interest ( interests plural & 3rd person present) ( interesting present participle) ( interested past tense & past participle )
1 n-uncount If you have an interestin something, you want to learn or hear more about it.
also a N
There has been a lively interest in the elections in the last two weeks..., His parents tried to discourage his interest in music, but he persisted..., Food was of no interest to her at all.
2 n-count Your interests are the things that you enjoy doing.
Encourage your child in her interests and hobbies even if they're things that you know little about...
3 verb If something interests you, it attracts your attention so that you want to learn or hear more about it or continue doing it.
That passage interested me because it seems to parallel very closely what you're doing in the novel... V n
It may interest you to know that Miss Woods, the housekeeper, witnessed the attack. it V n to-inf
4 verb If you are trying to persuade someone to buy or do something, you can say that you are trying to interest them in it.
In the meantime I can't interest you in a new car, I suppose?... V n in n/-ing
5 n-count If something is in the interests of a particular person or group, it will benefit them in some way.
usu pl, usu in N with poss
Did those directors act in the best interests of their club?...
6 n-count You can use interests to refer to groups of people who you think use their power or money to benefit themselves.
usu pl, supp N
The government accused unnamed `foreign interests' of inciting the trouble...
7 n-count A person or organization that has interests in a company or in a particular type of business owns shares in this company or this type of business. (BUSINESS) usu with supp
Disney will retain a 51 percent controlling interest in the venture.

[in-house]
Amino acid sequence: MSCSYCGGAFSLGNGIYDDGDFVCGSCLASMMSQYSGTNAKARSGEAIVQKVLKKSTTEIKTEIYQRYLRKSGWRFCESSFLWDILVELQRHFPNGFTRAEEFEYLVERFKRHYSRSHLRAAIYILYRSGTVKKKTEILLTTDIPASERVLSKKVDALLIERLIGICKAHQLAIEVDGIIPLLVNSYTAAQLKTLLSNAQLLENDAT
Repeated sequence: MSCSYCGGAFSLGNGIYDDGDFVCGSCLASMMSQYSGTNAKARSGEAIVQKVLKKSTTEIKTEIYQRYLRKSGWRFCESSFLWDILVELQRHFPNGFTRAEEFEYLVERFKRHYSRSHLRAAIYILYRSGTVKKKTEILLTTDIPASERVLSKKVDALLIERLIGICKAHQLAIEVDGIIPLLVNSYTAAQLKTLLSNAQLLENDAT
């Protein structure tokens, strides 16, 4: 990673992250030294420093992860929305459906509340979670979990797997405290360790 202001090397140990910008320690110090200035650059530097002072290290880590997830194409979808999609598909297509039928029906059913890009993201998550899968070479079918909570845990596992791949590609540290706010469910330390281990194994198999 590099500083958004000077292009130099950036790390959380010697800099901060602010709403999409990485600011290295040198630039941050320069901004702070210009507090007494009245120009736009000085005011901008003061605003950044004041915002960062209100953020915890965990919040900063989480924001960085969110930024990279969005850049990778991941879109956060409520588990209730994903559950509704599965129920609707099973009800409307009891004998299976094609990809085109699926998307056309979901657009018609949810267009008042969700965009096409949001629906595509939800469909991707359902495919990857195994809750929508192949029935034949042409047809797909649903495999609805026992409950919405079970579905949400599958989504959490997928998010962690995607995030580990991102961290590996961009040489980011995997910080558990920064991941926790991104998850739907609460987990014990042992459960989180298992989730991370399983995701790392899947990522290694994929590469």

8 n-count If a person, country, or organization has an interestin a possible event or situation, they want that event or situation to happen because they are likely to benefit from it.
usu N in n/-ing
The West has an interest in promoting democratic forces in Eastern Europe...
9 n-uncount Interest is extra money that you receive if you have invested a sum of money. Interest is also the extra money that you pay if you have borrowed money or are buying something on credit.
oft N n
Does your current account pay interest?...
11 If you do something in the interests of a particular result or situation, you do it in order to achieve that result or maintain that situation.
in the interests of/in the interest of phrase N inflects, PHR n ...a call for all businessmen to work together in the interests of national stability. →
to have someone's interests at heart →
Compound interest is interest that is calculated both on an original sum of money and on interest which has previously been added to the sum. Compare simple interest. (BUSINESS) n-uncount
If something such as a news story has human interest, people are likely to find it interesting because it gives interesting details about the person or people involved. n-uncount oft N n
...a human interest story.
An interest-free loan has no interest charged on it. adj usu ADJ n
He was offered a £10,000 interest-free loan...
Interest-free is also an adverb., adv ADV after v
Customers allowed the banks to use their money interest-free.
interest rate ( interest rates plural ) The interest rate is the amount of interest that must be paid. It is expressed as a percentage of the amount that is borrowed or gained as profit. n-count
The Finance Minister has renewed his call for lower interest rates.
If you accuse someone of self-interest, you disapprove of them because they always want to do what is best for themselves rather than for anyone else. n-uncount
Their current protests are motivated purely by self-interest.
Simple interest is interest that is calculated on an original sum of money and not also on interest which has previously been added to the sum. Compare compound interest. (BUSINESS) n-uncount
(Antonym: compound interest)
vested interest ( vested interests plural ) If you have a vested interestin something, you have a very strong reason for acting in a particular way, for example to protect your money, power, or reputation. n-var usu N in n/-ing
The administration has no vested interest in proving whether public schools were good or bad.